Banking Industry Consolidation and Market Structure: Impact of the Financial Crisis and Recession

By Wheelock, David C. | Federal Reserve Bank of St. Louis Review, November-December 2011 | Go to article overview

Banking Industry Consolidation and Market Structure: Impact of the Financial Crisis and Recession


Wheelock, David C., Federal Reserve Bank of St. Louis Review


The number of U.S. commercial banks and savings institutions declined by 12 percent between December 31, 2006, and December 31, 2010, continuing a consolidation trend begun in the mid1980s. Banking industry consolidation has been marked by sharply higher shares of deposits held by the largest banks--the 10 largest banks now hold nearly 50 percent of total U.S. deposits. However, antitrust policy is predicated on the assumption that banking markets are local in nature, and enforcement has focused on preventing bank mergers from increasing the concentration of local banking markets. The author finds little change over time in the average concentration of local banking markets or the average number of dominant banks in them, even during the recent financial crisis and recession when numerous bank failures and several large bank mergers occurred. Concentration did not increase substantially, on average, in markets where mergers occurred among banks when both the acquiring and acquired banks had existing local offices, though rural markets generally saw larger increases in concentration from such mergers than did urban markets. Although the structures of local banking markets, on average, have changed little since the mid-1980s, deposit concentration has continued to increase at the level of U.S. Census regions. As technology evolves and the costs of obtaining banking services from distant providers fall further, local market characteristics may become less relevant for analysis of competition in banking. (JEL G21, G28, L41)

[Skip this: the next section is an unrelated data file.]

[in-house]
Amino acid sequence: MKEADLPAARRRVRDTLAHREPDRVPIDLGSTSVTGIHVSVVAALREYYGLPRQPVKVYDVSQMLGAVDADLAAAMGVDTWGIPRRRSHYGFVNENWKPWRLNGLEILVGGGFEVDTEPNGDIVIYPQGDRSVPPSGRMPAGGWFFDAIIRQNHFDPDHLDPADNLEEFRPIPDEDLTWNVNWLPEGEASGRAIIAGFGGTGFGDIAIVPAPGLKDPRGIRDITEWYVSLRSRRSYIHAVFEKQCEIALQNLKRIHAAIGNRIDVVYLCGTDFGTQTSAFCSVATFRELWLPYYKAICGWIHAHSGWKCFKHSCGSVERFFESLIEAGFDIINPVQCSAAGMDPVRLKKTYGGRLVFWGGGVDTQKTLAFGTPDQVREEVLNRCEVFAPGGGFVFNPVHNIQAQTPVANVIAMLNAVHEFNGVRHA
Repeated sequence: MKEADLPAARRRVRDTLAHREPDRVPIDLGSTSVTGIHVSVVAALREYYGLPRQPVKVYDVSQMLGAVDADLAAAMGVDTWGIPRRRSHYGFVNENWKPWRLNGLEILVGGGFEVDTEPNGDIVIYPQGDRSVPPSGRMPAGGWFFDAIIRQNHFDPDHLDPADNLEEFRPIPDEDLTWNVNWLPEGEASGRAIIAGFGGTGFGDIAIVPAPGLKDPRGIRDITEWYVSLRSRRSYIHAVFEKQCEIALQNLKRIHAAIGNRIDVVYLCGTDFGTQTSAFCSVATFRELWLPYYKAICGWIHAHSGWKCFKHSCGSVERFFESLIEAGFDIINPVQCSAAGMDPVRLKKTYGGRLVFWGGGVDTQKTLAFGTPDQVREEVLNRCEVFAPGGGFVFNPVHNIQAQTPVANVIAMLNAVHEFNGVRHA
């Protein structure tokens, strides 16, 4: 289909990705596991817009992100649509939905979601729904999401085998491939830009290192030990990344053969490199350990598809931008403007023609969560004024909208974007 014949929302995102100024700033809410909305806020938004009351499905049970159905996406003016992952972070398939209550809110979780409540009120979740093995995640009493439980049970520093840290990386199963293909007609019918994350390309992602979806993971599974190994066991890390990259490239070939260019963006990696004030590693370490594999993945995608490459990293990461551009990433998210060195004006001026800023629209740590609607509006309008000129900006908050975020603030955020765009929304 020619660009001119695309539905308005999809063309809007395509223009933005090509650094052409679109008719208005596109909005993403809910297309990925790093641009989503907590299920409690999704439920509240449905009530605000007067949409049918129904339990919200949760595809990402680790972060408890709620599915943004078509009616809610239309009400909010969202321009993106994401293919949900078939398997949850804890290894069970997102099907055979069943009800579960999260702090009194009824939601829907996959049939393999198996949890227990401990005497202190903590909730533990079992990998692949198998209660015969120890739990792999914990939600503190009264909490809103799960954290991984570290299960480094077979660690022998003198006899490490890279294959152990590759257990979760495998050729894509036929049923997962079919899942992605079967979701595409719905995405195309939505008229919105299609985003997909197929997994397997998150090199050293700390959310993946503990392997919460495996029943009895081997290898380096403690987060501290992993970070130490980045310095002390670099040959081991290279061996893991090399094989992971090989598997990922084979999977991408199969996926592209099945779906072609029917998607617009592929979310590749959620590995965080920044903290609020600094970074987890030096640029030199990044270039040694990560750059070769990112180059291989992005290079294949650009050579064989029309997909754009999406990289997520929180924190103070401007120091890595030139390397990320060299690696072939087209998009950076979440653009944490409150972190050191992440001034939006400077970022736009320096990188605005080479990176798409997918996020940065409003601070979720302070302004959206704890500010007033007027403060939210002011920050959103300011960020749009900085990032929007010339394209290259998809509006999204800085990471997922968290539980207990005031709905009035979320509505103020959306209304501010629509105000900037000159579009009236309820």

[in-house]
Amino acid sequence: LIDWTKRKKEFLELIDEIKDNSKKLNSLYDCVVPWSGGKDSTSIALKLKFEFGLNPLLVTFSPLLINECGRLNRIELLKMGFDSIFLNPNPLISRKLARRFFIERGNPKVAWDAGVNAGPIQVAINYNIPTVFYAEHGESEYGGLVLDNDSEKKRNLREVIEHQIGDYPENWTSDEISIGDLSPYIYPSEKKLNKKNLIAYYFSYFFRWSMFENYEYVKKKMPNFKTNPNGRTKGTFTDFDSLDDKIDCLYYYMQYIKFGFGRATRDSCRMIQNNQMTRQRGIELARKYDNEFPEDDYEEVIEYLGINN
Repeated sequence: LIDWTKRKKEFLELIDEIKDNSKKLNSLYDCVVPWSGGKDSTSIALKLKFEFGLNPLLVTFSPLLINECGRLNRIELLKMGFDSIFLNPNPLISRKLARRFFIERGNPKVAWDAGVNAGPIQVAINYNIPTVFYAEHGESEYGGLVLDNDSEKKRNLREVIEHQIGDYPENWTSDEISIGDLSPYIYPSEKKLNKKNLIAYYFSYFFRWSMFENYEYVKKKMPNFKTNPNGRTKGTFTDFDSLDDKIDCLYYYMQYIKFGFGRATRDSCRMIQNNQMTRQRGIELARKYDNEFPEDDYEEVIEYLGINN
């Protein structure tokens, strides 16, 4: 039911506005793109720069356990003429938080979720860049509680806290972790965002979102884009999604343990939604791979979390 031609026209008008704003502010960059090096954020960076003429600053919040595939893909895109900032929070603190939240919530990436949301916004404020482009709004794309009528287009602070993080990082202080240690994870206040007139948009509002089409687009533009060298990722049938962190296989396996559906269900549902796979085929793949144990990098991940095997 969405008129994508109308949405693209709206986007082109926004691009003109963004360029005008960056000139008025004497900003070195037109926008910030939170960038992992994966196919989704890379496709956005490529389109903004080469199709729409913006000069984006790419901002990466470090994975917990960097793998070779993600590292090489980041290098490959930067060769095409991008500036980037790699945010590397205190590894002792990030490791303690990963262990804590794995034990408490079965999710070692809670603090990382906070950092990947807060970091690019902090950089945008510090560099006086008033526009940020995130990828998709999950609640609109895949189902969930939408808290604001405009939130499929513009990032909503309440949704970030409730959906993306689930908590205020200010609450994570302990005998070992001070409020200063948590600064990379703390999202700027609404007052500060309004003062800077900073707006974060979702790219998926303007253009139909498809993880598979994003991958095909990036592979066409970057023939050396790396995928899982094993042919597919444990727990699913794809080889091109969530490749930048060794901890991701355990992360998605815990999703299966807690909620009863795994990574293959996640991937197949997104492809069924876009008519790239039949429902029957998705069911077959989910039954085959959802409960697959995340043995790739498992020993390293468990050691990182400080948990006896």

Federal Reserve Bank of St. Louis Review, November/December 2011, 93(6), pp. 419-38.

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The recent financial crisis and recession produced a sharp increase in the number of commercial bank and savings institution failures in the United States. Mergers of non-failed commercial banks and savings institutions (hereafter "banks") eliminated still more banks, and in total, the number of U.S. banks fell by 12 percent between December 31, 2006, and December 31, 2010. (1) Over the same period, the share of total U.S. deposits held by the 10 largest commercial banks rose from 44 to 49 percent, continuing a trend that began in the early 1990s toward greater concentration of total U.S. deposits among the largest banks. (2)

Federal law prohibits any bank from obtaining more than 10 percent of total U.S. deposits or more than 30 percent of a single state's total deposits by acquiring other non-failed banks, and some states have imposed even lower deposit share limits. (3) Further, antitrust enforcement prevents mergers of non-failed banks that would significantly increase the concentration of local banking markets. However, antitrust policy does not (i) prevent acquisitions of failed banks that increase local market concentration or (ii) attempt to limit increases in concentration that do not result from mergers. Nonetheless, during the 1990s, local urban banking markets generally did not become significantly more concentrated, despite increases in the deposit shares of the largest U.S. and regional banks (Amel, 1996, and Dick, 2006).

Banking industry consolidation has since continued, spurred in part by the recent financial crisis and recession. This article examines changes since 1999 in the concentration of U.S. banking markets, defined both at the local level (metropolitan statistical areas [MSAs] and non-MSA rural counties) and at the Census-region level. It examines whether the characteristics of urban and regional banking markets observed during the 1990s continued over the subsequent decade. The article focuses in particular on the years 2006-10 to gauge whether trends in banking market structures continued during the financial crisis and recession. The resolution of failed banks during 2007-10 did not increase the concentration of most local banking markets (Wheelock, 2011). However, unassisted mergers accounted for more of the decline in the number of U. …

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